Happiness: Keeping Your Child Spirit Alive

Their are many qualities that collectively compose happiness, like having love in our lives, of course, a few other important qualities count, too, such as self-esteem, peace of mind, fulfillment, and confidence. But the list isn’t as long as you might think. Happiness is profound, but simple.

People often presume that these are qualities you’re born with. Not always. But you can acquire them – by mastering the use of the happiness tools and avoiding the fear-inspired happiness traps. When people acquire these qualities, it gives them a lift like no other. They get out of bed in the morning after a peaceful sleep, eager to tackle their challenges. They can’t wait to share the experiences of their daily lives with their families, coworkers, and friends. They don’t hop from one worry to the next, fixating on their bank accounts, their bosses, their waistlines, or their status.

With this new outlook, people invariably fall in love with life, and often begin to feel “like a kid again.” That’s natural. In childhood, our spirits were unbridled and unbroken. We still had our neurological network of fear – our bogeymen under the bed – but our spirits led the way.

As we get older, though, and have to solve all our own problems, we become increasingly obsessed with what it takes to survive in this world. Our basic balance begins to shift – from spirit to survival – and we lose our love for life. Ultimately, we find that the things we have to do to survive are often the things that end up killing us. But if we find a way to keep the qualities of happiness, the spirit stays strong. Life can still hurt us, but it cannot destroy what is in us.

Below are 4 happiness qualities that can help you choose a more peaceful life:

  1. Altruism: Unhappy people are usually too self-absorbed to be altruistic. But happy people know how good it feels. It connects you to others, gives you a purpose, and gets you outside yourself.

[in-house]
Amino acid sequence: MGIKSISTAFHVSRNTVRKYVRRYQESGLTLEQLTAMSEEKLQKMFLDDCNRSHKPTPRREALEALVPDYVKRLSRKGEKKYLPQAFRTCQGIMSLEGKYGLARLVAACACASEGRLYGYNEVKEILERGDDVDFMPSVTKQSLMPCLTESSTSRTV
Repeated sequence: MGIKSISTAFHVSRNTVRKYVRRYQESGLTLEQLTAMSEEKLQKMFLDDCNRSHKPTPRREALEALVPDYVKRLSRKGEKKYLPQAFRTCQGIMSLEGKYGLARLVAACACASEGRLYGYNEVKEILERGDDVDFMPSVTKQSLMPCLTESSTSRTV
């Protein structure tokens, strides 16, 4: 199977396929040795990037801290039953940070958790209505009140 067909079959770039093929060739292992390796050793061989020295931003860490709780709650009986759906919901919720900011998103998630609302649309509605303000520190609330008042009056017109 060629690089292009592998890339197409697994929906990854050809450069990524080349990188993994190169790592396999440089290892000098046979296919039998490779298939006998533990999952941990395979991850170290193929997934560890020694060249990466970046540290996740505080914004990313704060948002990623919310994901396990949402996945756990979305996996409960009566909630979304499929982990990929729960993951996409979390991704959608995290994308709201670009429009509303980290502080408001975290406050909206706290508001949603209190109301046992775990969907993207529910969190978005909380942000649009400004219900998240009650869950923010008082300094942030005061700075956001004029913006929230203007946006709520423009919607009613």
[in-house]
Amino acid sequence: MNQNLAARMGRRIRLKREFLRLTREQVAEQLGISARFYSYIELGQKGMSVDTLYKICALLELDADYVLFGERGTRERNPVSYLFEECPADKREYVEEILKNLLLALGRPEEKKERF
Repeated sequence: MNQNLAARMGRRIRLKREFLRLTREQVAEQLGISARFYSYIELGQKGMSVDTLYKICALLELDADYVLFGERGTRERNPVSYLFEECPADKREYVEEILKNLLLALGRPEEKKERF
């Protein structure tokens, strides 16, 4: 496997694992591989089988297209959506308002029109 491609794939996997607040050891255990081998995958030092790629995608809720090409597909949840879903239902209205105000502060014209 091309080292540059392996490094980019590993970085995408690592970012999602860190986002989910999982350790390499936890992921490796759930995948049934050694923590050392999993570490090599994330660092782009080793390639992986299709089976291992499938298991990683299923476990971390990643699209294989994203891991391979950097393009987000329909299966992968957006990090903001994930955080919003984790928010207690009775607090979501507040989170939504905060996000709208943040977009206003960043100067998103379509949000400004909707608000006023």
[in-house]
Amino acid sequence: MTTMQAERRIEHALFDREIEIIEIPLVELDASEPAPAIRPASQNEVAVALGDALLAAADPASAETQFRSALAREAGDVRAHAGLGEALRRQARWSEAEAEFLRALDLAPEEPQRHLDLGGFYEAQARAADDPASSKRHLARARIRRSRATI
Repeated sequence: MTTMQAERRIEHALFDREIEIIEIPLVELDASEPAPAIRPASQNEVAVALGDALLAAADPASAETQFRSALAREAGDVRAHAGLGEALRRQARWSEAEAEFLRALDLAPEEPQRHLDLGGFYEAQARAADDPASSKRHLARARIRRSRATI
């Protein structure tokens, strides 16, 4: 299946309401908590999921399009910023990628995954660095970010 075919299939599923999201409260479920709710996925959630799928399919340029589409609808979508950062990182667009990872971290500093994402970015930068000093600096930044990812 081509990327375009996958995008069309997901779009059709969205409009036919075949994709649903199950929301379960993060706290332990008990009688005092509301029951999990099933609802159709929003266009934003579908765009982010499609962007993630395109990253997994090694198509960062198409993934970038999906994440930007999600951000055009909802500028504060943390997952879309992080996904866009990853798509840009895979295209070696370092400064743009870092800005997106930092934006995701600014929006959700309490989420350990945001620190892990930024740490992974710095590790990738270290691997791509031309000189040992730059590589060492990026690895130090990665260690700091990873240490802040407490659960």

2. Perspective: Unhappy people tend to see things in absolute terms and often can’t distinguish small problems from big ones. Happy people see shades of gray, and they know how to prioritize their problems and turn them into possibilities. They don’t lose sight of life’s big picture during bad times.
  3. Humor: Humor is a shift of perception that gives people the guts to go on when life looks its worst. There is an abandonment in it that is close to enlightenment. It lifts suffering off the heart and hands it to the intellect and spirit, which alone have the power to heal it.
  4. Purpose: Happy people know why they’re here on earth. They’re doing the things they were meant to do. If they died today, they would be satisfied with their lives.

3 Ways You Can Instill Success & Values within Your Children

  1. Help your children build a more positive self-image in terms of values. Encourage them to share how they see themselves in these areas and how they can improve. Then discuss how these improvements might change their self-image. Help your children paint an exciting and vivid mental picture.
  2. Tell your children stories about how your heroes or your friends came to accept and own specific values. As you read or hear personal stories, take notes that will help you explain your values to your children in terms they can understand.
  3. Create a family values chart. Place values across the top and the names of each family member down the left side. Make copies so you can use one chart each week. As you notice a family member demonstrating a value, put a hash mark in the appropriate square on the chart. Encourage a little friendly competition to see who can get the most hash marks in a week. You also can affirm the person who gets the most hash marks under a particular value or the one who gets hash marks under each of the values. Allow family members to recommend one another for hash marks.


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